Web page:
“There is absolutely no contradiction between being a proud American and a proud Muslim,” notes Farah A. Pandith (pictured), United States’ Special Representative to Muslim Communities.
“Our country was founded on the principle of freedom of expression. As an extension, freedom of religion has come to become one of the most treasured American values.
“From the time of our founding fathers all the way to President Barack Obama, they have talked about Islam and Muslims with great respect. Islam is part of America and it has added to the rich history of our country.
“President Obama has said very clearly that American-Muslims are a part of the fabric of America. He has talked about the fact that there is no ‘us’ and ‘them’. There’s only ‘we’. So there’s no contradiction.”
This excerpt is from an interview with Ms. Pandith in MuscatDaily.com. Read the rest of it here.
Are Muslims at home in America? And, is America at ease with Muslims?
Mucahit Bilici investigates these questions in his new book, Finding Mecca in America: How Islam is Becoming an American Religion (The University of Chicago Press, 2012).
Among his conclusions: “If you want to make Islam part of America, you have to make America (and its religious diversity) part of Islam.”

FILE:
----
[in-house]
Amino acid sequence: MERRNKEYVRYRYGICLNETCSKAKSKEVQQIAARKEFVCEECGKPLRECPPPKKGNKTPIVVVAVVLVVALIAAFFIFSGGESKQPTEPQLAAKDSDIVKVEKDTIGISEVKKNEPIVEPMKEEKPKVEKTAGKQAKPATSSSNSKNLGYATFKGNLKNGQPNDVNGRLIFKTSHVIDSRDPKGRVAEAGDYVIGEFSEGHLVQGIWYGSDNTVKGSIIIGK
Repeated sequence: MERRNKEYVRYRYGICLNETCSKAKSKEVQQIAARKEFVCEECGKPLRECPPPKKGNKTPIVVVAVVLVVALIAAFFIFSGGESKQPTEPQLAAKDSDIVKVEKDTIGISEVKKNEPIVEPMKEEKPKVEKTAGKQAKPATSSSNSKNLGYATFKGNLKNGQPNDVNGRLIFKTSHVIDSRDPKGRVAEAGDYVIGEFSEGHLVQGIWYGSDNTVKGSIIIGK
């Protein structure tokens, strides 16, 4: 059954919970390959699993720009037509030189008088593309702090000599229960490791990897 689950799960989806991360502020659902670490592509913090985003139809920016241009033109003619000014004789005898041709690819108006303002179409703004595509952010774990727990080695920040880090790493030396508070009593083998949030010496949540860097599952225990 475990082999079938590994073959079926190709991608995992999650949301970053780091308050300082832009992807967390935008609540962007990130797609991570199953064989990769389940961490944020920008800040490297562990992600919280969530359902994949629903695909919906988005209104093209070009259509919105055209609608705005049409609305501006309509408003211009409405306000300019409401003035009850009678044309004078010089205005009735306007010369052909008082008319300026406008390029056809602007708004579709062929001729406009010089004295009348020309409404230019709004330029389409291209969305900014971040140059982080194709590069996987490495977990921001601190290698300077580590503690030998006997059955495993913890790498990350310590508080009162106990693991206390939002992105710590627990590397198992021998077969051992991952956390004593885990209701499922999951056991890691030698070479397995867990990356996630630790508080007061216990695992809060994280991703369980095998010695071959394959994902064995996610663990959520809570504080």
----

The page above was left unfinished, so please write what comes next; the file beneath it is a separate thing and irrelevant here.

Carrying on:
Read the entire article from MuscatDaily.com here.
According to Fahad Arman, writing for the Daily Kos, “the word exists as a stealth slur. It is exists as a piece of coded language.”
Read his entire essay here: ‘Islamist’ As Coded Language.
He points out that there is no parallel term for Christians (Christianist?), and posits that Islamist “actually means ‘Jihadi’, ‘Towelhead’, ‘Hajji’.”
Do you agree with his assessment?
If you’re anywhere in or near Chicago, Illinois, on February 5, 2013, consider scheduling a stop at 5:30 p.m. for a Middle East Forum sponsored by the Chicago Council on Global Affairs.
“Turmoil and Turbulence: Barack Obama and the Middle East 2.0″ is the topic for a presentation including Haleh Esfandiari (pictured), Director, Middle East Program, Woodrow Wilson International Center for Scholars; Aaron David Miller, Vice President, New Initiatives, and Distinguished Scholar, Woodrow Wilson International Center for Scholars, and David Ottaway, Senior Scholar, Woodrow Wilson International Center for Scholars. The discussion is moderated by Rachel Bronson, Vice President, Studies, The Chicago Council on Global Affairs.
It takes place at the Chicago Club, 81 East Van Buren Street, Chicago, Illinois. Cost for those who are not members of the Chicago Council on Global Affairs is $20, and business attire is required.
This program is cosponsored with the Woodrow Wilson International Center for Scholars.
(Photo courtesy of the Chicago Council on Global Affairs)